When we arrived in Mumbai we had four days to recuperate from jet lag and I had developed a cold. For those of you who don't know, I've been struggling with allergies and colds consistently since January. The sickness was a reminder of what I was returning to...and I had yet to see a doctor for any of it due to my denial that it would last this long. So, on the day we were suppose to board an overnight train, I was having breathing issues and finally decided to see a doctor. I went to a respiratory specialist ($12), got some meds and a blessing to go on the meditation course. It was at this point that I finally committed to going. My brain: "Alright, I'm doing this. I know I can do it and it will be a growing experience. Plus, I want to see how Greg does."
Luckily, the first class compartments had been available when I booked, so we got a door and shared with one other person. He was a businessman in textiles and the area we were headed was known for textiles. Still dealing with jet lag, a cold, and Greg had hurt his back earlier in the day at the gym, we headed to bed pretty early. At 6:30am, we got off at a rural train station at Hatkangale. We had most of the day ahead of us. Our first task was finding breakfast. We negotiated a little with a rickshaw driver to take us to a restaurant (luckily one was open that early) and then onto the meditation center. The ride there was 6km through lots of farmland. It was quite beautiful and peaceful. Registration wasn't until 3pm and it was now close to 8am. No one was at the office, so we ditched our packs and walked over to the huge Jain temple next door. That kept us busy until 9am, when we wandered back and thankfully someone came up to help us. We were given some breakfast and keys to rooms. Pretty much we just relaxed most of the day, met another person who wandered in early, also from Mumbai, and watched people slowly appear in the afternoon. I was wondering if I would be one of the only women, but there ended up being over 30 of us, with one leaving after day two. 70 men started and 65 completed the course. At 5:00pm, we had dinner, a discourse about the next day and at 8pm we were in Noble Silence. The course had begun.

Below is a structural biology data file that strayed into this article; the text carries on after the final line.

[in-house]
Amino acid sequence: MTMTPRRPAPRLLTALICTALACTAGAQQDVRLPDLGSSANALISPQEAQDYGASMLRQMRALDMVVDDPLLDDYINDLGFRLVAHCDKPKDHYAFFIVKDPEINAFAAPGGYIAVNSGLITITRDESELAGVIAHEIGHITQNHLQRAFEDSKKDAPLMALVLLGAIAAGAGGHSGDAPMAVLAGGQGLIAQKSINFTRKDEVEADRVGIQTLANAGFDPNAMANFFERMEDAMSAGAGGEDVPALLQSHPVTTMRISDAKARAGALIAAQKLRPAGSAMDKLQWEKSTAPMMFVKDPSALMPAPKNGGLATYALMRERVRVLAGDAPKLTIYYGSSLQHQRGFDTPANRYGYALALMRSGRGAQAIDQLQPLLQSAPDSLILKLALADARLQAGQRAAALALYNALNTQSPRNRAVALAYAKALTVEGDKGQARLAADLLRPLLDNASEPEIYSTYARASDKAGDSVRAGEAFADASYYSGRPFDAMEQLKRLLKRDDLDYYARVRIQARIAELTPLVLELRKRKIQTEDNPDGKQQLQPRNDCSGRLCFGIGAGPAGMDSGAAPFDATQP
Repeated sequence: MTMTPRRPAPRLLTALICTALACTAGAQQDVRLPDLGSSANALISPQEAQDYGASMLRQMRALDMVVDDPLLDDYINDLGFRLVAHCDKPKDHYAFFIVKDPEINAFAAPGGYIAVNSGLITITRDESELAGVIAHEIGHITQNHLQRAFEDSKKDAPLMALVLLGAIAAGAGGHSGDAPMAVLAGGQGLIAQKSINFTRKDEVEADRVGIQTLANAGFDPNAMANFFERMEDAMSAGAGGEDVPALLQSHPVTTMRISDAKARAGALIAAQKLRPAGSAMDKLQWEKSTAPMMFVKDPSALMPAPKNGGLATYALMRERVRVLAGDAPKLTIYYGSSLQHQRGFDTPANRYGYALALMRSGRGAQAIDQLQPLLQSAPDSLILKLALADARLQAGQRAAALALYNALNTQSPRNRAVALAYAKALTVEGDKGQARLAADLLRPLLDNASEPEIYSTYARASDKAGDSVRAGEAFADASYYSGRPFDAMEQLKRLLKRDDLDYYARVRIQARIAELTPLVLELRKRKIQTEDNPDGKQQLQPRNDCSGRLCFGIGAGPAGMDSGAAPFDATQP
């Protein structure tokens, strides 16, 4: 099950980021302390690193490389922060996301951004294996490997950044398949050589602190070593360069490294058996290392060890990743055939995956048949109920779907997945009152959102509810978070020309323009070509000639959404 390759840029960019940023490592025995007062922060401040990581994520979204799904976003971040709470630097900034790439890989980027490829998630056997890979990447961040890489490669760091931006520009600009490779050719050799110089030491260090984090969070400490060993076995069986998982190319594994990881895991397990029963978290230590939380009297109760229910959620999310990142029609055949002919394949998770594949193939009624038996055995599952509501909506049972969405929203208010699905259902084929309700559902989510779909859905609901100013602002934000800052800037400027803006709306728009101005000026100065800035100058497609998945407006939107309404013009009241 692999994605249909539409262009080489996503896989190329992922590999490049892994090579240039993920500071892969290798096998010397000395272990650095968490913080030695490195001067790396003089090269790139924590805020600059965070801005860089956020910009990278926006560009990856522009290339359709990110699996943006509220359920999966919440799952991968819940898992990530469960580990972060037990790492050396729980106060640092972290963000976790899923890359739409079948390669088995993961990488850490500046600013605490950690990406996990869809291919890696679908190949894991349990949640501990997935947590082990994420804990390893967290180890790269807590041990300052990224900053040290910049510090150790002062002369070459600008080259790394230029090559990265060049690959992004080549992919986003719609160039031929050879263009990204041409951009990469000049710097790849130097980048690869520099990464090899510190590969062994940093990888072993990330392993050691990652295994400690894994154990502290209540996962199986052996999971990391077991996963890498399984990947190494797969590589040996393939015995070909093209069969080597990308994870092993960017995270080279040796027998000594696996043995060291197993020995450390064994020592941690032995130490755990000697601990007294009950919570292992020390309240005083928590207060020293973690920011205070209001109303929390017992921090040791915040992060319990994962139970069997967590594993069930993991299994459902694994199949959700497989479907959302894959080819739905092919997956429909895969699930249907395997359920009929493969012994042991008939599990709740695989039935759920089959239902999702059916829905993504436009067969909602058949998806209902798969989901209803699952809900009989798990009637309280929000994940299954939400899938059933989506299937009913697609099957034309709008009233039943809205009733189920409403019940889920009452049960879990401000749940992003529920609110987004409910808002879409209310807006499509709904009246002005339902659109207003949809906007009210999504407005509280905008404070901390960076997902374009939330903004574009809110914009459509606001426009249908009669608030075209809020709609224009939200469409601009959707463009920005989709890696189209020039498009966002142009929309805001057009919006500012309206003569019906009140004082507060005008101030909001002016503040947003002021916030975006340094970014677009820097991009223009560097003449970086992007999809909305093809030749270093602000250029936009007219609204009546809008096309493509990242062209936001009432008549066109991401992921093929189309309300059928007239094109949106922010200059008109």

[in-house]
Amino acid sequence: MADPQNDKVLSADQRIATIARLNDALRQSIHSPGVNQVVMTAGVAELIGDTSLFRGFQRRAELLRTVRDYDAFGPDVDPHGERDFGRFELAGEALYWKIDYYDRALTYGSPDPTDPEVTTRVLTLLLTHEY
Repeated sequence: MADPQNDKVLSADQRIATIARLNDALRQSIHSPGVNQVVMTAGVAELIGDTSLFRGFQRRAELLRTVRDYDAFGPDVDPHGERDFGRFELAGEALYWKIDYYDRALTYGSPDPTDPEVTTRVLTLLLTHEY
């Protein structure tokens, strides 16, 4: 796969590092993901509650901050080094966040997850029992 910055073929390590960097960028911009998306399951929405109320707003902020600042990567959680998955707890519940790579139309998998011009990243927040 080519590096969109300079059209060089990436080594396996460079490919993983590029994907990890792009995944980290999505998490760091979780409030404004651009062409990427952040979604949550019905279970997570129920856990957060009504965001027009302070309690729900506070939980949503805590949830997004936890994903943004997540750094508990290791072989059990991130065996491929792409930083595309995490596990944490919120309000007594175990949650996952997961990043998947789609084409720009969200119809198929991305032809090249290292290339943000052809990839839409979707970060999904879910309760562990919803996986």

So what the heck is this Vipassana meditation??! The technique was discovered by Buddha, who found his way to enlightenment through this meditation technique. He taught it to five of his friends and then suddenly, everyone wanted to learn. When Buddha started off, his teachings were this technique and encouragement to continue the practice. It was not about a certain dogma or worshiping him. Those things really flourished after he died and his teachings were changed into a religion. This technique expanded in India for 500 years and then faded. Luckily, monks had traveled to other countries and it was practiced in its pure form in Burma for 2500 years. Then S.N. Goenka came to India to teach the technique to his sick mother and others wanted to learn...he did not leave India and Vipassana centers are now located all over the world. That's the history in a nutshell.
The technique is observing sensations in your body and remaining "equanimous" to all sensations. Basically not being attached to positive sensations or attaching hate to negative sensations. Just acknowledging them for what they are and moving on. So simple, yet it takes much practice, young grasshopper. There is this thing called "The Mind," that is like a gerbil in its wheel. It keeps going and going and going, distracting and getting you no where. So practice has a lot with training this wild beast.